Greenhouses - Frequently Asked Questions
- Q: What size greenhouse do I need?
- Q: Where should I locate my greenhouse?
- Q: What type of base is suitable for my greenhouse?
- Q: How can I get rid of my old greenhouse?
- Q: What access is required to deliver my greenhouse?
- Q: Is my greenhouse suitable for DIY assembly?
- Q: Can I insulate my greenhouse?
- Q: Can I have electricity in my greenhouse?
- Q: Is planning permission required for my greenhouse?
- Q: Is building regulations approval required for my greenhouse?
- Q: What is western red cedar?
- Q: What is pressure treatment?
- Q: How should I maintain my wooden greenhouse?
- Q: Are cedar greenhouses better than aluminium?
- Q: Why should I choose an aluminium greenhouse?
- Q: Will my aluminium greenhouse last?
- Q: What is powder coated aluminium?
- Q: What are the benefits of powder coated aluminium?
- Q: How do I clean a powder coated greenhouse?
- Q: How do I clean my greenhouse glass?
- Q: How do I maintain my sliding doors?
- The space will always be used, so buy the biggest greenhouse you can afford provided that it fits comfortably in the space available. There are no precise guidelines regarding the size. Often the size of the greenhouse is dictated by the space available. At Summer Garden Buildings we offer a wide range of sizes to suit every space. If you are replacing an existing greenhouse, you should consider whether to have the same size again or perhaps larger. You should also consider what you will be growing. The most popular size for a small greenhouse is 8'x6'. Sizes for the more dedicated gardeners range from 8'x10' to 10' x 12' and larger.
- Ideally your greenhouse should have a clear space at least 18" wide on all sides, if possible. This ensures easy access for both installation and future maintenance. In reality this is often not practical and at many sites it is not needed. A reduced clearance is often possible on one or two sides. You should cut back or remove any nearby shrubs and trees. Remember to allow for future growth. Ideally the ridge of a freestanding greenhouse should run from east to west. A lean to greenhouse should be sited against a south facing wall. The best position for a freestanding greenhouse is a sunny spot outside the shadow of nearby buildings and trees. A sheltered position is best otherwise additional screening may be advisable. Plants need plenty of water so your greenhouse should be close to a water supply and the site should be well drained.
- All greenhouses need a substantial base. The base should be solid, square, flat and level to ensure the stability of your greenhouse. Greenhouse bases can be laid on any hard flat surface including well compacted soil, paving slabs or concrete. However, a greenhouse without a base requires a brick or concrete plinth built to precisely the right size.
- The easiest way to remove your existing greenhouse is to sell it. There's a very healthy trade in old second hand greenhouses. You probably won't earn much money from the sale, but you'll get rid of it for nothing! The usual arrangement is to sell the old greenhouse for the buyer to dismantle at a time which is convenient for you. Ideally you should insist on full payment and immediate removal. If you settle for a deposit, perhaps with removal at a later date, make sure it's a significant deposit. You need to be confident that the buyer will return when agreed! You can normally place a classified advertisement in the local newspaper for a few pounds by phone or online, with payment by credit card. Typical draft advertisement: "Aluminium greenhouse 8' x 12' double doors, good condition, buyer to dismantle, £50 for quick sale. Phone 01234 567890"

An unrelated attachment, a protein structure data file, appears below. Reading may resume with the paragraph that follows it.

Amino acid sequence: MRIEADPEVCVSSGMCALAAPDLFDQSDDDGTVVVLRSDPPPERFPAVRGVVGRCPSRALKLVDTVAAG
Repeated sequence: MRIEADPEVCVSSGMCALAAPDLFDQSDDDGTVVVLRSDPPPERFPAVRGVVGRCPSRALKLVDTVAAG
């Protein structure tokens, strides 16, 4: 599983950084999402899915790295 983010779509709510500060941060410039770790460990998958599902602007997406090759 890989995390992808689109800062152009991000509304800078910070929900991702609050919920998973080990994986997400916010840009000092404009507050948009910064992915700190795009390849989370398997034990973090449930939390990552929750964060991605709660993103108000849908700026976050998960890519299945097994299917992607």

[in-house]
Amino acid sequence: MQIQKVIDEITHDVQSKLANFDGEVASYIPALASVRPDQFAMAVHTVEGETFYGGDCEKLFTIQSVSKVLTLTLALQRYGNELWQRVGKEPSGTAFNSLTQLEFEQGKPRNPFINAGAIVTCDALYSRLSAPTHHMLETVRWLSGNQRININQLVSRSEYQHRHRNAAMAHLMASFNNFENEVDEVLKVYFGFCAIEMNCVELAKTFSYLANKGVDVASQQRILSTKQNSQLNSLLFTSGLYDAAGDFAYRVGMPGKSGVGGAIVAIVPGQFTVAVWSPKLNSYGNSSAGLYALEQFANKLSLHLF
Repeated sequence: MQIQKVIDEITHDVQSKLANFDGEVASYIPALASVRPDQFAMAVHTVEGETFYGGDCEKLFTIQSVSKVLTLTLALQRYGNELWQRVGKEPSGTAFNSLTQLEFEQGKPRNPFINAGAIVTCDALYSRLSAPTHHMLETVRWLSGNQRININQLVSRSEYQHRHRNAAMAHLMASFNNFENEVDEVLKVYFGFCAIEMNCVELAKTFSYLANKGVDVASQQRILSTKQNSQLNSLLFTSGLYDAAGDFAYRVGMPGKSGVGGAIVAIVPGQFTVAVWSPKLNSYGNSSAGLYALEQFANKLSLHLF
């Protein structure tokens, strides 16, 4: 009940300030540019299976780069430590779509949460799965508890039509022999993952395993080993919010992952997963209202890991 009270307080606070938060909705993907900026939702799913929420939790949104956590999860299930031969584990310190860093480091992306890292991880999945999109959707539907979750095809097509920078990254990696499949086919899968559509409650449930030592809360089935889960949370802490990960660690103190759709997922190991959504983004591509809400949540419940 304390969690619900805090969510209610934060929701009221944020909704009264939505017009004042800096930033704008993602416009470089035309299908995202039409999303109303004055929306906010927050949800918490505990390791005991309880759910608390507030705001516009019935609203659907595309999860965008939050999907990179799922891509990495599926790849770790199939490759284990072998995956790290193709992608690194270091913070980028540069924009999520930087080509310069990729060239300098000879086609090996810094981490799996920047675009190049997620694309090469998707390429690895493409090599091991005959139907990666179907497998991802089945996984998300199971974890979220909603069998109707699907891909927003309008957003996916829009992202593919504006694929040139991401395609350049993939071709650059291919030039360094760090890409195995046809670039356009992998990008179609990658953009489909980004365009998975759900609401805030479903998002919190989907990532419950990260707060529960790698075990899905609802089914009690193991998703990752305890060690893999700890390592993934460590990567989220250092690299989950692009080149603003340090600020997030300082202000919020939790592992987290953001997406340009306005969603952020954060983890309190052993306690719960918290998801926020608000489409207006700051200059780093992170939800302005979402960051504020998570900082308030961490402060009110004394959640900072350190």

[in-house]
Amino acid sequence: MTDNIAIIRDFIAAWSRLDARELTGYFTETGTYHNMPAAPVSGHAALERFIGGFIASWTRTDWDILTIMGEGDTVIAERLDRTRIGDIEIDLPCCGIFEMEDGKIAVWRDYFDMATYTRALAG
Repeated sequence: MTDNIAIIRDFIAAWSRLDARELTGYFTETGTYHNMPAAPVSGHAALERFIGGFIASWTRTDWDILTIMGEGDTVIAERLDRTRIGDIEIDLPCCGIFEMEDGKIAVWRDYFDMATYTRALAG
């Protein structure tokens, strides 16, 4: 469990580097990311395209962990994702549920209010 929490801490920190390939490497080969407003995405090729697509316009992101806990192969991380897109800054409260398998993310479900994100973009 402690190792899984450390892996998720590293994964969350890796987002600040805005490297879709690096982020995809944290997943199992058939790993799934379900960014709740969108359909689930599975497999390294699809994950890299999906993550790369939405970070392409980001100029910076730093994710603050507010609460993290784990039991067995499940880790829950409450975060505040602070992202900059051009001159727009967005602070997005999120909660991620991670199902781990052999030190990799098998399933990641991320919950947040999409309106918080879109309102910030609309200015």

- Your greenhouse will be delivered by prior appointment with you. Aluminium greenhouses are normally delivered in long boxes with the lengths of aluminium and smaller packs of the glazing. Access through the house may be possible if there is a straight route. Wooden greenhouses are normally delivered in flat panels and a clear access route is required from the lorry to the storage area, with no access restrictions. Possible restrictions include archways, narrow passages, sharp corners and flights of steps. Access through the house may be possible if there is a straight route. Please advise us if there are any access restrictions at the site.
- Most of our greenhouses are suitable for DIY assembly. Assembly is a straightforward and satisfying project for any DIY enthusiast. Even large greenhousess can be installed with only basic tools, such as a hammer, a screwdriver, a power drill, a spirit level, an adjustable spanner, a knife, a stepladder and safety goggles. Particular care is required when handling glass and good quality gloves should be worn at all times. You should not attempt to lift heavy sections without a helping pair of hands. Remember that extra time spent preparing a good base is normally repaid with time saved later on during the installation.
- Greenhouses with polycarbonate glazing provide better insulation than greenhouses glazed with glass. Inexpensive bubble insulation can be easily fitted to the greenhouse frame. Heaters are also available. Selected greenhouses are available with internal partitions to provide for warm areas. Selected greenhouses are available with shading kits to protect plants from scorching.
- Although providing an electricity supply to a greenhouse is normally a straightforward task, for safety reasons we recommend that you consult an approved electrician first. Since January 1st 2005 all electrical work must be completed in accordance with IEE wiring regulations and BS 7671. Notifiable work must be either notified directly to the local building control department or completed by an operator who is approved under the Part P Electrical Competent Person Scheme.